The oldest palace in Lombardy, Palazzo Broletto lies in the heart of one of the most picturesque medieval cities. It is one of the first sites devoted to the exercise of democracy and justice, a home of the municipal administration and a place dedicated to the first town meetings since the eleventh century.
The Broletto is situated in Piazza della Vittoria and was built in the eighth century at the behest of St. Damian, bishop of Pavia. In 1189 the Communal began to occupy the building Maiori, in the East wing, in which it is possible to observe below the porch in the present time. The south wing was rebuilt in 1198, and was named ” Palatium Novum.” On the top floor you can see the large mullioned brick windows that are now hidden from the Renaissance loggia of Notaries.
In 1236 Bishop Rodobaldo Cipolla sold to the city the remaining part of the Episcopal Palace, which corresponds to the northern wing facing the square. This part of the building was radically transformed, with a ground floor porch and large arched windows on the upper floors. At the same time the Palace of Podesta was built, to the east of the new façade. The loggia of Notaries, leaning against the facade, dates back to the late fifteenth century, embellished with a magnificent fresco decoration.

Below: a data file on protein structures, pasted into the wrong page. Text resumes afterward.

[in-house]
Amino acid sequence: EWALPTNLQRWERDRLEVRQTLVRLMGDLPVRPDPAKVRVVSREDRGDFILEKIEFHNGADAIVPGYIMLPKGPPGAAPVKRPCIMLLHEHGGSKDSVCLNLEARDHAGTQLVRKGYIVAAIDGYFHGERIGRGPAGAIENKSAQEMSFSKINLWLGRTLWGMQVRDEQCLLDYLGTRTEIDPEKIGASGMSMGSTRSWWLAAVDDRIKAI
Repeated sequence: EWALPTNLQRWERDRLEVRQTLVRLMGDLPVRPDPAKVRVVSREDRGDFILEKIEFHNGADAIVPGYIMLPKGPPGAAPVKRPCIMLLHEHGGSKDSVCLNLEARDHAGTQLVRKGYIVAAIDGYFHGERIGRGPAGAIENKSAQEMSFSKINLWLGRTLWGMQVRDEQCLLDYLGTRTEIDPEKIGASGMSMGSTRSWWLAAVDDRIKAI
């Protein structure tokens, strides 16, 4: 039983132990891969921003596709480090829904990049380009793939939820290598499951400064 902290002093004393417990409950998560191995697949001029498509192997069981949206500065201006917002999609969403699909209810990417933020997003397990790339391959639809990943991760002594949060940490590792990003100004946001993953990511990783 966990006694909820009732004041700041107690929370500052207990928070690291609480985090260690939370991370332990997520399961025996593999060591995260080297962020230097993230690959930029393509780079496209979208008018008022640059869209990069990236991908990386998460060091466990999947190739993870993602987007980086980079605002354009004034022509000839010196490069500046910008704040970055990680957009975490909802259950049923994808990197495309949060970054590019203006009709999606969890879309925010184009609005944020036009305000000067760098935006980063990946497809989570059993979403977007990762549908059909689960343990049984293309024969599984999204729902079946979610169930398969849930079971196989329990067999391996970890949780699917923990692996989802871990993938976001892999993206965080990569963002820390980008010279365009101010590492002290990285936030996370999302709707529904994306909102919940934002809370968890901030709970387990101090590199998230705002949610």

The clock that adorns the facade dates back to 1872, while on the other hand lies some controversy in the story of the statue of Madonna, which overlooks the square of Camino del Broletto. In 1600 some artisans decided to dedicate a statue of the virgin. There were several different attempts in making this statue. The first attempt was with timber wood, and soon after it was remade in earthenware that saw the overlapping of various materials, including the sand of Ticino. For nearly three centuries, the statue stood in the entrance on the facade of the Broletto. In 1872 this was later moved to the crypt of the Cathedral where it would remain until 2002.
The building housed the City until 1875, when the municipal seat was moved to the Palace Mezzabarba.
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